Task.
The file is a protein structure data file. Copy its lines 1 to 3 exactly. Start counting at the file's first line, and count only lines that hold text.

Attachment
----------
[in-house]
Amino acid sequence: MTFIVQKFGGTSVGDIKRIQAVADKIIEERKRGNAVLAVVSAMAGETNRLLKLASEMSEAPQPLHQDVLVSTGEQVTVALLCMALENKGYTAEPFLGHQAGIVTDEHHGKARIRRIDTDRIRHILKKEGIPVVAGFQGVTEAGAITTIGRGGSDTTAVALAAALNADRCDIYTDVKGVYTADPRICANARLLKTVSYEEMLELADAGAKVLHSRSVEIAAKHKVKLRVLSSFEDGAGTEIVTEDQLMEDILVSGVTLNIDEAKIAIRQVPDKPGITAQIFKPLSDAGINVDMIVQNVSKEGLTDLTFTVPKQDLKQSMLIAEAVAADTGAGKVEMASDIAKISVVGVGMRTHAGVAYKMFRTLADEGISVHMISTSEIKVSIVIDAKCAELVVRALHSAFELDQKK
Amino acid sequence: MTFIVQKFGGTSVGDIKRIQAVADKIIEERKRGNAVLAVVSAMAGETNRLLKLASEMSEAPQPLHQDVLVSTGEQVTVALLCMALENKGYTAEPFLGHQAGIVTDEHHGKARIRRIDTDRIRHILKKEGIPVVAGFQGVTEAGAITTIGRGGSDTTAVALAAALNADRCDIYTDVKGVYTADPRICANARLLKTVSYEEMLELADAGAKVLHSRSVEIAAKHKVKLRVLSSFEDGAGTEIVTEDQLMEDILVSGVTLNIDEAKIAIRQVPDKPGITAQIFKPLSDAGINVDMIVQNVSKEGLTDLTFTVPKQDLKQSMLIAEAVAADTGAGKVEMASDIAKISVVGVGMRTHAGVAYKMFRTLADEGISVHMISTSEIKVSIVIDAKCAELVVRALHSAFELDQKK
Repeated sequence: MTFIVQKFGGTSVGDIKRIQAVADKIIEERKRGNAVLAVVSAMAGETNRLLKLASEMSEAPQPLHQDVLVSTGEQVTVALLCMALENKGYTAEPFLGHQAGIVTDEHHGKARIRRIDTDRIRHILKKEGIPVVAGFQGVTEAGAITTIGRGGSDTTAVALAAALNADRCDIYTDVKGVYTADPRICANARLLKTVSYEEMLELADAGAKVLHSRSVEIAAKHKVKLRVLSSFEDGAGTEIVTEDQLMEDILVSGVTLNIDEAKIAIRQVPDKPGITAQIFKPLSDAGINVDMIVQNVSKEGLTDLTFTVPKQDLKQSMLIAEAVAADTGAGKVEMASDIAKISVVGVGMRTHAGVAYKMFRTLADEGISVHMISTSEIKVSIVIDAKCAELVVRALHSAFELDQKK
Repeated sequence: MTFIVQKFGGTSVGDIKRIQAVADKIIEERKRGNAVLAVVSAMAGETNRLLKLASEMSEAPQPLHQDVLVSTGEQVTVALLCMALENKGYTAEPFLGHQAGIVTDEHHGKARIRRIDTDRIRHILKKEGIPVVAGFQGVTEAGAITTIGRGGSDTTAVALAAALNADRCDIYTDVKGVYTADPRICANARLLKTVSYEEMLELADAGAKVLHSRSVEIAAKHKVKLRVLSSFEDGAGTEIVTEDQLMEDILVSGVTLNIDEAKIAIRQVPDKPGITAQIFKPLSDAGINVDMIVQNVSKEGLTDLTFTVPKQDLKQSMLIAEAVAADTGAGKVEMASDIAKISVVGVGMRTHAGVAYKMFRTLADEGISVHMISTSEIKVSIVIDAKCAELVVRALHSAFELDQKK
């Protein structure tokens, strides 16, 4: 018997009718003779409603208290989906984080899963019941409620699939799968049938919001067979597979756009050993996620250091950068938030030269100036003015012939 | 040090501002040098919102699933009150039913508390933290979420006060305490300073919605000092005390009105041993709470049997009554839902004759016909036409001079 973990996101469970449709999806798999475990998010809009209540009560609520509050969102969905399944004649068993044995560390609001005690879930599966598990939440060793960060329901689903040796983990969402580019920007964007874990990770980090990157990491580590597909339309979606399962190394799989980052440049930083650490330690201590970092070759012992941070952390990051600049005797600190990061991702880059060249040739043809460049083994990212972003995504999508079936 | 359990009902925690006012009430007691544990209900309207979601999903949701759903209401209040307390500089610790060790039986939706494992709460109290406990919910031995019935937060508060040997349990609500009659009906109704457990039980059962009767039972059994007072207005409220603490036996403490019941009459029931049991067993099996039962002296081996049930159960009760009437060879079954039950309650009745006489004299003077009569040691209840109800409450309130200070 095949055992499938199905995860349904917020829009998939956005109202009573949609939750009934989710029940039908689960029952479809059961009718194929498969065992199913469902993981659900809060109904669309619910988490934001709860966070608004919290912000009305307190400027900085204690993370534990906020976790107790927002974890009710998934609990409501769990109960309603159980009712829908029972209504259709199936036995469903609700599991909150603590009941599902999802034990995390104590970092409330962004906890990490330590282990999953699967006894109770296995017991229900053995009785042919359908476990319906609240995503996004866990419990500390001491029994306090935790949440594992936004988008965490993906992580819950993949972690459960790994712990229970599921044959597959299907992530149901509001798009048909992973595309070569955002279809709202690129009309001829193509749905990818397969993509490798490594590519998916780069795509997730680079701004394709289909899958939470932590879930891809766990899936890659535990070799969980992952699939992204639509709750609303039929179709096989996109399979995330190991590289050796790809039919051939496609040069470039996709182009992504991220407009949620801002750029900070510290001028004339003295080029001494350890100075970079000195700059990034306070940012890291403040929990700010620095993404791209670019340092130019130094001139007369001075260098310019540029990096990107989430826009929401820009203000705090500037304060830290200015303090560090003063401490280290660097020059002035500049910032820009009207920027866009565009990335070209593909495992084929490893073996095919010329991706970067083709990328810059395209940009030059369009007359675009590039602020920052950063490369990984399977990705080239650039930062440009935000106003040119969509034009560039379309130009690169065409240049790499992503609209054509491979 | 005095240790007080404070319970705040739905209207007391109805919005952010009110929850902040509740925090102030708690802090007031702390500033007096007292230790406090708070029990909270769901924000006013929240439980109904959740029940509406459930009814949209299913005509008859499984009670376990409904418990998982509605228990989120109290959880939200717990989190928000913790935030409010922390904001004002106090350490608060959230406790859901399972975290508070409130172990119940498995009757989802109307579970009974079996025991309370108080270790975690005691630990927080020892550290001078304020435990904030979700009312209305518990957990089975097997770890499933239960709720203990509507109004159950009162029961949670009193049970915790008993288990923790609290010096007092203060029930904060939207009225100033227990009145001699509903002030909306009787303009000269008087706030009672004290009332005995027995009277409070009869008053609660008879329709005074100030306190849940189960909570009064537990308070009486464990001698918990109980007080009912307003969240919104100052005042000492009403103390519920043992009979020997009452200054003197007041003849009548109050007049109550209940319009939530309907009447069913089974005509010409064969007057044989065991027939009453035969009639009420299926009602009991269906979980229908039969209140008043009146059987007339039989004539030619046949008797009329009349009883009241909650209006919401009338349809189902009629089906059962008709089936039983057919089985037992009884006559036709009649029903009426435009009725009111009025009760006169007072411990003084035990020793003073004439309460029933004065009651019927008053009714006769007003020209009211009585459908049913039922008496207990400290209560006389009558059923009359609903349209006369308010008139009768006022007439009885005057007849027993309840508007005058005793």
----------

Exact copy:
[in-house]
Amino acid sequence: MTFIVQKFGGTSVGDIKRIQAVADKIIEERKRGNAVLAVVSAMAGETNRLLKLASEMSEAPQPLHQDVLVSTGEQVTVALLCMALENKGYTAEPFLGHQAGIVTDEHHGKARIRRIDTDRIRHILKKEGIPVVAGFQGVTEAGAITTIGRGGSDTTAVALAAALNADRCDIYTDVKGVYTADPRICANARLLKTVSYEEMLELADAGAKVLHSRSVEIAAKHKVKLRVLSSFEDGAGTEIVTEDQLMEDILVSGVTLNIDEAKIAIRQVPDKPGITAQIFKPLSDAGINVDMIVQNVSKEGLTDLTFTVPKQDLKQSMLIAEAVAADTGAGKVEMASDIAKISVVGVGMRTHAGVAYKMFRTLADEGISVHMISTSEIKVSIVIDAKCAELVVRALHSAFELDQKK
Amino acid sequence: MTFIVQKFGGTSVGDIKRIQAVADKIIEERKRGNAVLAVVSAMAGETNRLLKLASEMSEAPQPLHQDVLVSTGEQVTVALLCMALENKGYTAEPFLGHQAGIVTDEHHGKARIRRIDTDRIRHILKKEGIPVVAGFQGVTEAGAITTIGRGGSDTTAVALAAALNADRCDIYTDVKGVYTADPRICANARLLKTVSYEEMLELADAGAKVLHSRSVEIAAKHKVKLRVLSSFEDGAGTEIVTEDQLMEDILVSGVTLNIDEAKIAIRQVPDKPGITAQIFKPLSDAGINVDMIVQNVSKEGLTDLTFTVPKQDLKQSMLIAEAVAADTGAGKVEMASDIAKISVVGVGMRTHAGVAYKMFRTLADEGISVHMISTSEIKVSIVIDAKCAELVVRALHSAFELDQKK